by Reza Rahman
"Things that we in Oracle see"
Sparing us from the unnecessary historical overview we can actually jump in the features, that are under discussion for the next Java 7 release (JSR-342). By the way the discussion was very broad, also including technologies and improvements that are going to be released in the 8th version and beyond (as you might already know the Java EE7 is planned for April 2013).
The JMS 2 API for example would be modernized, including dependency injection and some API refactoring. Other changes to the API include:
- any implementation of the API would also need to implement the JCA adapter
- changes related to asynchronous sending of messages, delay settings, etc.
- some changes to the code display - visually fewer lines of code, by injecting the whole JMS context and removing the boilerplate code for creating messages
- JMS resource definition - a very quick and easy way to define a resource using annotations
There would also be a Java API for WebSockets that uses declarative style for creating WebSockets. Did you know what WebSockers are? Me neither ... but apperantly they are very important for online gaming and full duplex communication over the TCP protocol.
"The big new thing" in JAX RS 2 will be the client API, but there would be other enhancements too such as (but not limited to) : filtering, interceptors, hypermedia support, etc. As part of the presentation there was a very good example of building up a client, but unfortunately I was not able to find this example. It was pretty impressive though.
Another big new thing (that would hopefully be part of Java EE7) was the Java Temporary Caching API (see JSR-107). It would be highly configurable by using annotations - e.g. defining a cache eviction strategy in a declarative fashion.
The same as last year there was some talk about JPA 2. There are some neat new features such as
- Schema generation - the persistence manager generating the schema based on the JPA mappings, which was already feature of some of the implementations of JPA, but now the standard would define it.
- There would also be support for stored procedures! Yes, we all have some bad memories from working with stored procedures, but they are there and we can't ignore them.
- The persistence context would not be auto-flushed and thus we would be able to define the policy in the persistence manager
- Last, but certainly not least, there would be a way to define entity conversion strategies, e.g. converting database types to Java types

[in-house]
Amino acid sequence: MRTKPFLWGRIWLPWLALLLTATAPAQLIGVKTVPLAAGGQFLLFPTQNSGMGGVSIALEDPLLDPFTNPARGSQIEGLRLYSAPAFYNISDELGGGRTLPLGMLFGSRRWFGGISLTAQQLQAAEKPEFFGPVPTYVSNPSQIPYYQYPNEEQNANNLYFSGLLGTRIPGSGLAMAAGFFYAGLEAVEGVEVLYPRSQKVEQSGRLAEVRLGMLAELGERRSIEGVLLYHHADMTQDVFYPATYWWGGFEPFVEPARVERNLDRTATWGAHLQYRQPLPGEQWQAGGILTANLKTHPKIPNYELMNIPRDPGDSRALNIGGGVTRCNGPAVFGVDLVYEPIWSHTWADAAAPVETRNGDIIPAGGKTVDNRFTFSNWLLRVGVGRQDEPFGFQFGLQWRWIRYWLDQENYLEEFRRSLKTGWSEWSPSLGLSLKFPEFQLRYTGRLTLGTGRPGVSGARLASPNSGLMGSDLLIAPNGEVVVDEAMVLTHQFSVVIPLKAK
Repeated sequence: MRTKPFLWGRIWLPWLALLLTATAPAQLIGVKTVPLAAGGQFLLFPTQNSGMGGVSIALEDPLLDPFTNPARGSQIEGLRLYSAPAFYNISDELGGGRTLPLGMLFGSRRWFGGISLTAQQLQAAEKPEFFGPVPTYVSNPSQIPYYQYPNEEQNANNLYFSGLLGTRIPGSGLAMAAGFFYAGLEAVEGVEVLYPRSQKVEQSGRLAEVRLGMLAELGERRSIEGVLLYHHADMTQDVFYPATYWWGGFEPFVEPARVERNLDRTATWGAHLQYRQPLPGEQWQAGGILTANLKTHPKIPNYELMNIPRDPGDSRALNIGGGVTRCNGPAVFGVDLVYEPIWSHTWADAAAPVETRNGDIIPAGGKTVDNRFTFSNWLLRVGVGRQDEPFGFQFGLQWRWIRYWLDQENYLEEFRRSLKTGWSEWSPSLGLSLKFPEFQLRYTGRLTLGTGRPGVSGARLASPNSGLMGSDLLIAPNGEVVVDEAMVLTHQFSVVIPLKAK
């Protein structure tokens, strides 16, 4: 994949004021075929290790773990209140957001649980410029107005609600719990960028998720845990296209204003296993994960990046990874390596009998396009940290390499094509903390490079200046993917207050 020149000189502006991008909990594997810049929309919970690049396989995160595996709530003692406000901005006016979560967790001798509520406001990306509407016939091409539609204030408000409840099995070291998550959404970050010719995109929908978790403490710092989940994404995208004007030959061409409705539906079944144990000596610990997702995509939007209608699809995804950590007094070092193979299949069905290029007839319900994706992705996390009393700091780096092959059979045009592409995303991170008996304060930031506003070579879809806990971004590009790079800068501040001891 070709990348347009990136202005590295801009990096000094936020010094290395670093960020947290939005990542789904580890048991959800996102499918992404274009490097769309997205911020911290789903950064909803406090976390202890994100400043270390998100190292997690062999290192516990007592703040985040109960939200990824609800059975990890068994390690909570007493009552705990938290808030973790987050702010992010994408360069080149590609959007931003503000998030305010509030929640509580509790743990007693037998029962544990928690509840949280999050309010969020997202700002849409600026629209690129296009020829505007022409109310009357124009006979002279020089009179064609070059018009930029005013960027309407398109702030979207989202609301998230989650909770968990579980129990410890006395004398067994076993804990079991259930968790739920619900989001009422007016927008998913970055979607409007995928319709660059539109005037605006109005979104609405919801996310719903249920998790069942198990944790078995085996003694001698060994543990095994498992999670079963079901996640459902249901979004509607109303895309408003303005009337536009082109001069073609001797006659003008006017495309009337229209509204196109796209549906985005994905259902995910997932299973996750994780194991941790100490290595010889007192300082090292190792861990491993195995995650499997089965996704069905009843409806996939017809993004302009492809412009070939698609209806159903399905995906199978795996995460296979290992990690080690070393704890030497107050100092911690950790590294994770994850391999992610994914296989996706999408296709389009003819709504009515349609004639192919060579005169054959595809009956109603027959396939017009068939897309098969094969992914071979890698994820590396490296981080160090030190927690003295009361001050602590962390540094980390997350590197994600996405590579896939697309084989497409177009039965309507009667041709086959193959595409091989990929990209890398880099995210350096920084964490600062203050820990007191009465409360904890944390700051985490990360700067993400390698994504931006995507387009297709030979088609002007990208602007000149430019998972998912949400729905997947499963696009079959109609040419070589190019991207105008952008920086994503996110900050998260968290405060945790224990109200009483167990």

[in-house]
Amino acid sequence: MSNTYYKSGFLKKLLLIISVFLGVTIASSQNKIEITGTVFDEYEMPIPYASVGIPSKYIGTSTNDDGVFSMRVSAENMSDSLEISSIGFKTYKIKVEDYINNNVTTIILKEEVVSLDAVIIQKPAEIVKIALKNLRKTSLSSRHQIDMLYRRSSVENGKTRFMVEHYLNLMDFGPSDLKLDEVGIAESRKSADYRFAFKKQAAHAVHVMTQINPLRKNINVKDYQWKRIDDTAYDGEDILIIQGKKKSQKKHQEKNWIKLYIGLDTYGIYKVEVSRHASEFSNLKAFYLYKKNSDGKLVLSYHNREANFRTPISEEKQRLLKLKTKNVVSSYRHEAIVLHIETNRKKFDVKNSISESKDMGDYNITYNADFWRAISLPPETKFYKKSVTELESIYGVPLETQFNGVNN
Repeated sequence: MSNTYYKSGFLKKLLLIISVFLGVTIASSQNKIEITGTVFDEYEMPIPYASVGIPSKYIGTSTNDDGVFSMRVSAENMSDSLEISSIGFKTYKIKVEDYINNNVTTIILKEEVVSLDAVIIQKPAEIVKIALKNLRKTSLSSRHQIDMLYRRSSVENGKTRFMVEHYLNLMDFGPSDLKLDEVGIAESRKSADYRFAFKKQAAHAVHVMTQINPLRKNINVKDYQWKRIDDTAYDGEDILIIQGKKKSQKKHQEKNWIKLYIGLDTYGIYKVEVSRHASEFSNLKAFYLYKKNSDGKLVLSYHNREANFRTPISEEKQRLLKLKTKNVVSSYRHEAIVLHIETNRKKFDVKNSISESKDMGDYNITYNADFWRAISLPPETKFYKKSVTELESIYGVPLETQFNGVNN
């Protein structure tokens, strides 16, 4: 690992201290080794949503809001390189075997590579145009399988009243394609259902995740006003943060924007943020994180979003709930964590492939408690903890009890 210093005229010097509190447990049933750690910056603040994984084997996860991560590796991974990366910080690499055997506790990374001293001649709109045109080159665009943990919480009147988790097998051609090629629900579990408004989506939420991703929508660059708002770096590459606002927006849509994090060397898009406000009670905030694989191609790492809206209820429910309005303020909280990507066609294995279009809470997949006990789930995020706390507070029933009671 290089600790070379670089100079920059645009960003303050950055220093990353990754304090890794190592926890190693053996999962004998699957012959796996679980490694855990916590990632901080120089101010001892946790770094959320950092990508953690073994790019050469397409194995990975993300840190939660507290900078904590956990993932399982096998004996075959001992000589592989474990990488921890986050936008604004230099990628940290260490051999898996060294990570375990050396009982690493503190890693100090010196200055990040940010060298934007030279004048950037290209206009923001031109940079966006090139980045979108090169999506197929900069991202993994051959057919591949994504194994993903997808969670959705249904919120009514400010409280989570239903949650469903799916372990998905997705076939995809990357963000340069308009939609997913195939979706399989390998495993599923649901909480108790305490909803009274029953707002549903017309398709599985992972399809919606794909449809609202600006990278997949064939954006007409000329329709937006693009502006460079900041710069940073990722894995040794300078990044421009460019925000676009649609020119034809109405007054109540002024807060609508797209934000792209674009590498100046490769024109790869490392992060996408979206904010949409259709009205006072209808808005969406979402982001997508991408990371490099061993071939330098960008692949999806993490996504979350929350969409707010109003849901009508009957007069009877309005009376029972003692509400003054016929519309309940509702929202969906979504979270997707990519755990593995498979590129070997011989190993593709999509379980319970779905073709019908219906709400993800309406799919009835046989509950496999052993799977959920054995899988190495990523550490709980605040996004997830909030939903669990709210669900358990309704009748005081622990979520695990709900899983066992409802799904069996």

The JTA 1.2 API would also be present in the release, another old API that needed actualization. It would now have declarative transactions outside the EJB and would also allow for the definition of transaction scope.
My favorite bittersweet API - the JSF 2.2 API - would also be improved:
- HTML5 support! Yes, yes, the new big thing ... yet another new big thing
- @FlowScoped vs @ViewScoped for CDI (stands for "Contexts and Dependency Injection" if you did not know, see JSR-299) - basically define your own regions in the whole web application and thus identify which objects need to be destroyed while navigating through the regions.
- Finally! A FileUpload component would be defined by the API and the framework implementations would confirm to a single API, unlike the various custom implementations that are currently used.
- View actions and multitemplating
- Speaking of HTML5 - there is the option to use the native components and still bind them (using the framework IDs) with the rest of the application, effectively integrating them in the framework
There was also a lot of talks about some interesting candidate APIs that might or might not make it in the next release, such as
- API for robust batch processing (JSR 352? not sure ...) specifically designed for the EE platform and would allow for defining components via annotations, etc.
- Bean validation
- Servlet 3.1 - non blocking I/O, Web sockets again, etc.
- CDI 1.1 - Servlet events, ordering of interceptors, etc.
- EL 3.0, EJB 3.2, etc.
What about Java EE8? It would come 2 years after Java EE7 (if I am correct this would be April 2015) and would bring us to the cloud - PAAS, multitenancy, IAAS - but would also provide updates on HTML5, bring more modularity, etc.